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Review: Atowak Ettore

In our popular real versus fake videos, the question is often asked, “If these guys can make fake luxury watches so accurately, why don’t they make their own watches?” Well, today we’re going to answer that question, because instead of this Chinese watch here being a fake, it’s more based on inspiration instead. This is the Urwerk-esque Atowak Ettore—and unlike the $150,000 you’d pay for an Urwerk, it’s just $550.

When this watch first came to my attention, I was immediately ready to dismiss it. There are a number of companies out there sending out renderings of watches that inevitably turn out to be nothing like what was promised, and this Atowak Ettore seemed to be no different. Even the name: it sounds awkward, it hardly rolls off the tongue and it very much has the vibe of mistranslation. And what’s promised here is especially ambitious, a wandering hour complication that very much takes its cues from the $150,000 Urwerk UR-220. Colour me sceptical.

Now, Urwerk, that’s a watchmaker. Brainchild of Felix Baumgartner—not the one who jumped off the edge of space, the other one—and Martin Frei, Urwerk took one look at the stale funk mid-90s watchmaking was in and told it to do one. Although, by modern standards, the launch UR-101 is surprisingly modest, in 1997 it was like aliens had arrived in Switzerland and been put to work making watches. By the UR-103, Urwerk had really found its groove producing complex, unusual timekeeping solutions that most often revolve—pun absolutely intended—around satellite complications.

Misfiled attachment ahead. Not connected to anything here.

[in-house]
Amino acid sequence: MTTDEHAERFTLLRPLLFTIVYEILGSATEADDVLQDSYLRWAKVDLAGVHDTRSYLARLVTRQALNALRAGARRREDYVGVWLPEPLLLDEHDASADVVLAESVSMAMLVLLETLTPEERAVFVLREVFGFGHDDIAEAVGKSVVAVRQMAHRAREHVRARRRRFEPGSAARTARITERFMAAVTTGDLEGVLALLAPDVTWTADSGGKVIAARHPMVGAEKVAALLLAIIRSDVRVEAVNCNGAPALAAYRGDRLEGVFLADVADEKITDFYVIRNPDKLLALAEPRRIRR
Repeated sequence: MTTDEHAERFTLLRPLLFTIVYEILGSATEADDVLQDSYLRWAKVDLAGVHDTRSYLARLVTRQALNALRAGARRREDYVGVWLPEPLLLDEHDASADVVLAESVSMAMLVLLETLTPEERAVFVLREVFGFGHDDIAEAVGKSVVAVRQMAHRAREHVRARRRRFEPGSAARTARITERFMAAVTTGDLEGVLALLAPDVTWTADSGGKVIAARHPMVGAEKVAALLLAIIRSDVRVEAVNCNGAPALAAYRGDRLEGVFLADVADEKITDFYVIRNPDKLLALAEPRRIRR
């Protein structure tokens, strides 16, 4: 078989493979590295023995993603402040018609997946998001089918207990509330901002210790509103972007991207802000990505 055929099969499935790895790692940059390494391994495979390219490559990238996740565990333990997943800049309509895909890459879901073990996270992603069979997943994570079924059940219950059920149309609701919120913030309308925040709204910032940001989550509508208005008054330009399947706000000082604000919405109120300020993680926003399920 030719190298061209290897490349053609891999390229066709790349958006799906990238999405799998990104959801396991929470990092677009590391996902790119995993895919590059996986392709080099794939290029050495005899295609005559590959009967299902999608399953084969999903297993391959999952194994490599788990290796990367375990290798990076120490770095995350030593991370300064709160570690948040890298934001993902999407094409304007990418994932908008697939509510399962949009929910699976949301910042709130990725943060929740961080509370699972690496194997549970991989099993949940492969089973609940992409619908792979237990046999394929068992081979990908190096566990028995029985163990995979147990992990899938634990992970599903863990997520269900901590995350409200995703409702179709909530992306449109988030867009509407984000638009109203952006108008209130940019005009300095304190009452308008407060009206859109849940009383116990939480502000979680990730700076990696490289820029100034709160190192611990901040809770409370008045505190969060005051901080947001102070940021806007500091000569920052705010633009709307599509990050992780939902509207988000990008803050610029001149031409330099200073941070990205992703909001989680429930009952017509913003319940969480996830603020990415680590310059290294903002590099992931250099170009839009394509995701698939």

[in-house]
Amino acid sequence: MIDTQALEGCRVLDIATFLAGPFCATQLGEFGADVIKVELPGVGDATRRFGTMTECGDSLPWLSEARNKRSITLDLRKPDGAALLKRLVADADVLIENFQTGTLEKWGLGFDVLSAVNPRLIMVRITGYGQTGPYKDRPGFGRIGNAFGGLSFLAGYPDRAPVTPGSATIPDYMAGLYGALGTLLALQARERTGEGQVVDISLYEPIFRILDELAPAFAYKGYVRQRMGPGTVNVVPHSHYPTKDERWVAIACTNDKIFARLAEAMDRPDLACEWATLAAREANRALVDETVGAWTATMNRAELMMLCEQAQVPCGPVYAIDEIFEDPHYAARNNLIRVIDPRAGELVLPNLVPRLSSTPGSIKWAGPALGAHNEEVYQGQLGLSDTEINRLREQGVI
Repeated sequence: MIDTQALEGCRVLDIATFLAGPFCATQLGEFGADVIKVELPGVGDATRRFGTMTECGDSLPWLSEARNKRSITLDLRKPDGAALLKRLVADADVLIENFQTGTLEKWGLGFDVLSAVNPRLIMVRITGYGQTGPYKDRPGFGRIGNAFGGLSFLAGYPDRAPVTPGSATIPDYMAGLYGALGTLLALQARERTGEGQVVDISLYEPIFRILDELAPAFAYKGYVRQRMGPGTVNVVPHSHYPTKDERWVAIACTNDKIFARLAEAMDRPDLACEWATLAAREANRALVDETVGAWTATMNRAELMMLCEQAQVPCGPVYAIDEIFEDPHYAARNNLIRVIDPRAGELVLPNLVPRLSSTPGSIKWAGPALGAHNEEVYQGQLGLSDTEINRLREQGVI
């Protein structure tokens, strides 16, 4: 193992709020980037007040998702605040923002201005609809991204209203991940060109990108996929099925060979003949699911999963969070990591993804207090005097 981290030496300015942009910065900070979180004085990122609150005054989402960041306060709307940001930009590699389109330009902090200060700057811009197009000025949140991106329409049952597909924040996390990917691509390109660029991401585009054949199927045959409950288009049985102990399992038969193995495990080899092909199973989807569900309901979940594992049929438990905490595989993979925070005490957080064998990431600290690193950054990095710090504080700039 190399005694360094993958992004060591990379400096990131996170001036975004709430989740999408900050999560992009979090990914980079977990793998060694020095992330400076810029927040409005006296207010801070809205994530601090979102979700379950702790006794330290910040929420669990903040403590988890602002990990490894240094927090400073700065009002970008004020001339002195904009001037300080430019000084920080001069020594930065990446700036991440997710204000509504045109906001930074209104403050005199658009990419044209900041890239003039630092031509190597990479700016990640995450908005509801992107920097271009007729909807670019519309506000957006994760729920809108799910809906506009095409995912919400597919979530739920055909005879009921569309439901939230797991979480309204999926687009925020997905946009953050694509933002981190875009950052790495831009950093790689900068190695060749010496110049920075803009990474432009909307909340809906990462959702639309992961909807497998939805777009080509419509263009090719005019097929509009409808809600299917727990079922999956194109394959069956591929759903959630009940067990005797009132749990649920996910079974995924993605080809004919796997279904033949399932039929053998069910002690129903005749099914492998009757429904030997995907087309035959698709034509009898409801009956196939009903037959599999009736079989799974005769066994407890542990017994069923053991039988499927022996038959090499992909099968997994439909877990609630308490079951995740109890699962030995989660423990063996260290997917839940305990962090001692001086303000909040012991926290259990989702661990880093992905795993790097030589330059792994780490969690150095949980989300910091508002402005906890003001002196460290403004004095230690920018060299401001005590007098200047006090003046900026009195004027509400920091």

And that’s how we get to the $150,000 UR-220. It’s less a watch and more a micro-engineering concept, a carbon and titanium spaceship of a watch that wouldn’t look out of place in the Lockheed Martin Skunk Works. And what I was being told by Atowak was that a good chunk of that UR-220 experience could be had out of China for just $550. You can see why this particular email almost made the junk box.

But the people at Atowak said they’d send one over and, if I thought it was a load of rubbish, I could just send it back again. Great, I thought. Extra logistics for a watch I wasn’t interested in featuring. But then I thought about the $500 Chinese tourbillon we had in recently and decided to give the watch the benefit of the doubt.